Why we should all care about cybersecurity

Skilled online criminals pursue targets large and small

cybercrime graphic

As 2020 wound down, news broke of an extensive cybersecurity campaign that impacted as many as 18,000 U.S. organizations, including most federal government unclassified networks and more than 425 Fortune 500 companies. Those private and government customers downloaded legitimate, but corrupted software updates.

 

Federal and corporate leaders said the sophistication and scale of the attack was stunning, and its future impacts unknown.

 

Leaders of the country’s utility companies were concerned the campaign could even pose a threat to the power grid, a long-imagined cyberattack scenario whose impacts on heating systems, hospitals, cell service and transportation have been likened to an electronic Pearl Harbor.  

 

While much about the attack and its fallout is still unfolding, what’s abundantly clear is that if the Department of Homeland Security’s Cybersecurity and Infrastructure Security Agency – included among those 18,000 victims – can suffer a cybersecurity attack, anyone can. And that the fallout from seemingly high-level attacks can trickle down to impact all of us.

 

That makes cybersecurity an issue about which everyone should be concerned.

 

“The scale of these operations means they’re targeting everybody in the world,” said Viasat Technical Director Lee Chieffalo, who specializes in cybersecurity for the company’s government sector. “Attackers are gathering information now that can be used against any possible target in the future. So it’s not just what your data can tell them about you now; it’s how it could be used against you five, 10 years from now.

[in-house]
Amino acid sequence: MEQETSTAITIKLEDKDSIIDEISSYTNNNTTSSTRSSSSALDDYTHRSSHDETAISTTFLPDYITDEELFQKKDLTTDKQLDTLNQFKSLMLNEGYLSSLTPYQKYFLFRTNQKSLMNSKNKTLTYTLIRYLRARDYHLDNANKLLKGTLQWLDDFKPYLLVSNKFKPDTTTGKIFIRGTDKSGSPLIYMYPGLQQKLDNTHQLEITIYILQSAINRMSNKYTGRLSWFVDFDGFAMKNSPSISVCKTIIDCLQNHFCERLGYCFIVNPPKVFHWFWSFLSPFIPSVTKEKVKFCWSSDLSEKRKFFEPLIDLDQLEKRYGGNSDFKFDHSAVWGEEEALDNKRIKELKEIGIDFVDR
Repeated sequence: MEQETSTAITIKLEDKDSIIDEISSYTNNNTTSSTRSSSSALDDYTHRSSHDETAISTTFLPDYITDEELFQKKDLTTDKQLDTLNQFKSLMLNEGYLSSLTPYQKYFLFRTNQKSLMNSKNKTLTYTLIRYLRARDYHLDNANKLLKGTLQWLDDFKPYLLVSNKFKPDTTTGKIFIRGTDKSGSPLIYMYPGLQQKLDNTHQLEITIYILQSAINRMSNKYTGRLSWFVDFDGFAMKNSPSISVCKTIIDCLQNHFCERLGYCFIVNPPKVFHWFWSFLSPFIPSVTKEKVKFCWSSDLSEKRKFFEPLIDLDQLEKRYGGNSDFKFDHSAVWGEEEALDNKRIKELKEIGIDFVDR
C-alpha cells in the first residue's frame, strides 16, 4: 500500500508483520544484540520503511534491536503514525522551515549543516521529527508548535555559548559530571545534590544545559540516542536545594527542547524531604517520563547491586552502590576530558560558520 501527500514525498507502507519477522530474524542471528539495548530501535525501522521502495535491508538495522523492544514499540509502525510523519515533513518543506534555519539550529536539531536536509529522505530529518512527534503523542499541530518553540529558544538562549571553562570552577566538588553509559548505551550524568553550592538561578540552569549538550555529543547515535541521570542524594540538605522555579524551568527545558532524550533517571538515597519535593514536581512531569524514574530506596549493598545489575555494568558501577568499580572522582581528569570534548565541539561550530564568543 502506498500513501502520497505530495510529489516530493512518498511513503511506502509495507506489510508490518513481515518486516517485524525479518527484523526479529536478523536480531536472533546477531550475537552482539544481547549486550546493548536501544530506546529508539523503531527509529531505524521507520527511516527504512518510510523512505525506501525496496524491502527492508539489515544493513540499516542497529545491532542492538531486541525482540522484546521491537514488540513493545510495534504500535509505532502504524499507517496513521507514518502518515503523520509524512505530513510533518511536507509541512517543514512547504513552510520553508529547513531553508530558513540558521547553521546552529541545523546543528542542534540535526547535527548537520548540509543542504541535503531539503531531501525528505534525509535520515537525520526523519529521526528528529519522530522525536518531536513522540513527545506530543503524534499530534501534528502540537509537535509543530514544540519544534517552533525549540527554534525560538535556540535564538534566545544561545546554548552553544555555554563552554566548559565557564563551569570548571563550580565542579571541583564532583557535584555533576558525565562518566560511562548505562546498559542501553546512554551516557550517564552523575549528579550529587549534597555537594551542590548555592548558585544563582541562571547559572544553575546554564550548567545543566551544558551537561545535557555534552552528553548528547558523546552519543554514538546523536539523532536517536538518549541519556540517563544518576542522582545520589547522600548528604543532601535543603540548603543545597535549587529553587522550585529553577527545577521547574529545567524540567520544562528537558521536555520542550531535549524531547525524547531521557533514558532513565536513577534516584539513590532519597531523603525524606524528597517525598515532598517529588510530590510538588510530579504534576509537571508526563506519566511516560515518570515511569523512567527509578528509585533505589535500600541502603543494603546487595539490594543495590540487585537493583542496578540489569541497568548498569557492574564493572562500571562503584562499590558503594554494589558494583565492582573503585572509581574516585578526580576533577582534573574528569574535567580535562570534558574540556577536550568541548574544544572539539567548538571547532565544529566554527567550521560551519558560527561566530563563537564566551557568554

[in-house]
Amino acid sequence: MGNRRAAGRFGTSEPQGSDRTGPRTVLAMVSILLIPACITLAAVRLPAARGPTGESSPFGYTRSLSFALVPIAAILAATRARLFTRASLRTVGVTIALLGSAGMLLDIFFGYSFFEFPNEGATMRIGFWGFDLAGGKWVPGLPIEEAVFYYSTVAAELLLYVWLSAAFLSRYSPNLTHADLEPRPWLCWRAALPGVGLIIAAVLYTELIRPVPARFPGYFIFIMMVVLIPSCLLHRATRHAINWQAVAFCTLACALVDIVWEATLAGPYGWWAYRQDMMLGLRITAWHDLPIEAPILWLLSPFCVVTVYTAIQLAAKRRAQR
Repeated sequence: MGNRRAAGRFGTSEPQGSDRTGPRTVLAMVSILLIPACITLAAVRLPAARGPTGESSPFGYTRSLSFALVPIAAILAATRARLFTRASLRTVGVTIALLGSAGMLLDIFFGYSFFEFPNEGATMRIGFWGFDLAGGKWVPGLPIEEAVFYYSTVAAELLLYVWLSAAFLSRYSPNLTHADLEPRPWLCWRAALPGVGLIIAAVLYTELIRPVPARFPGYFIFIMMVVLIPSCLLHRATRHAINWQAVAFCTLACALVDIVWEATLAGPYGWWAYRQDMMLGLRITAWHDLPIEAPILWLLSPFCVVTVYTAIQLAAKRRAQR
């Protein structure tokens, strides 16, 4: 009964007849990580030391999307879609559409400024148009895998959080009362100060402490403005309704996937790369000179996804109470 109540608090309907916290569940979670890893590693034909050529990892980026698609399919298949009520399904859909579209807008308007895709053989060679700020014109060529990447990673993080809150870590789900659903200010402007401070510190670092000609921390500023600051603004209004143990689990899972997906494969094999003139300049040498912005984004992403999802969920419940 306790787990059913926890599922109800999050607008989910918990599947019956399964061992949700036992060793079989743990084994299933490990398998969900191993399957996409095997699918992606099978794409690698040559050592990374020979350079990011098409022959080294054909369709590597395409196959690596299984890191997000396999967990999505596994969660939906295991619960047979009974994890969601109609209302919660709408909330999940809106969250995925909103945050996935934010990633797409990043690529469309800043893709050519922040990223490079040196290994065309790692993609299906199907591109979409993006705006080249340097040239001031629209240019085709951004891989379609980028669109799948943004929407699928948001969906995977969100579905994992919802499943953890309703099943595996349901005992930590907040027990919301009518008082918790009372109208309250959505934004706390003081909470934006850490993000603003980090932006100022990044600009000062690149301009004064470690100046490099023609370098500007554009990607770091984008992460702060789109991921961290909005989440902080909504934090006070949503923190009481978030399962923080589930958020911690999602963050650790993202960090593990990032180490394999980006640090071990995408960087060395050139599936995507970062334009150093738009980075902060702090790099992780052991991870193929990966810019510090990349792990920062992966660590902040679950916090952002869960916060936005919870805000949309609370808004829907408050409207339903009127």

“Additionally, it’s a bigger game than just you. Attackers need computer resources in order to conduct some of these large-scale attacks on bigger businesses, and they might use yours.”

 

Sophisticated hackers employ botnets to conduct large-scale operations. A bot is a software application or script that performs automated tasks. They can be used to take remote control of an affected computer, all without the user’s awareness. Hackers can then form a botnet – a collection of compromised computers with autonomous software that a hacker manipulates remotely – which can be used to overwhelm and shut down a company’s network.

 

Protecting against cyberattacks

 

Taking steps to protect your own computer systems and connected devices can also help protect others.

 

“It’s like wearing a mask during the coronavirus,” Chieffalo said. “You’re not just protecting yourself. You’re protecting other people, too.”

Here are a few ways to minimize your chances of a cyberattack:

  • Use multi-factor authentication whenever possible.

In most cases, this comes as a one-time-use numeric code sent via text or through a smartphone authenticator app. Learn how to set this up in this PC Mag article.

  • Change passwords regularly and use a password manager.

Password managers store the login information for all your websites and let you log into them automatically. These tools encrypt your password database with a master password – only one you must remember. Don’t know which one to use? CNET recently did a roundup of the best options for 2021.

  • Use a VPN

A virtual private network creates an encrypted “tunnel” between your device and a remote server. Originally created to securely connect business networks together securely or allow users to access a business network from home, it’s also great for protecting your information while using public Wi-Fi, access streaming content from other countries, or gain access to some blocked websites. Find out about the best free and paid VPNs.

  • Do a little research before buying your next IoT device.

Everything in your home that has an internet connection – including smart light bulbs, picture frames, refrigerators and security cameras – is also a potential playground for hackers. Research shows 98% of all internet of things data traffic is not encrypted, and once a device has been compromised, a hacker can leapfrog to other devices on the network. So change the default password, restrict supporting apps and update your devices regularly. And don’t always buy the cheapest IoT device; companies often sacrifice security for cost. That’s a tradeoff that can come with a steeper price down the road.




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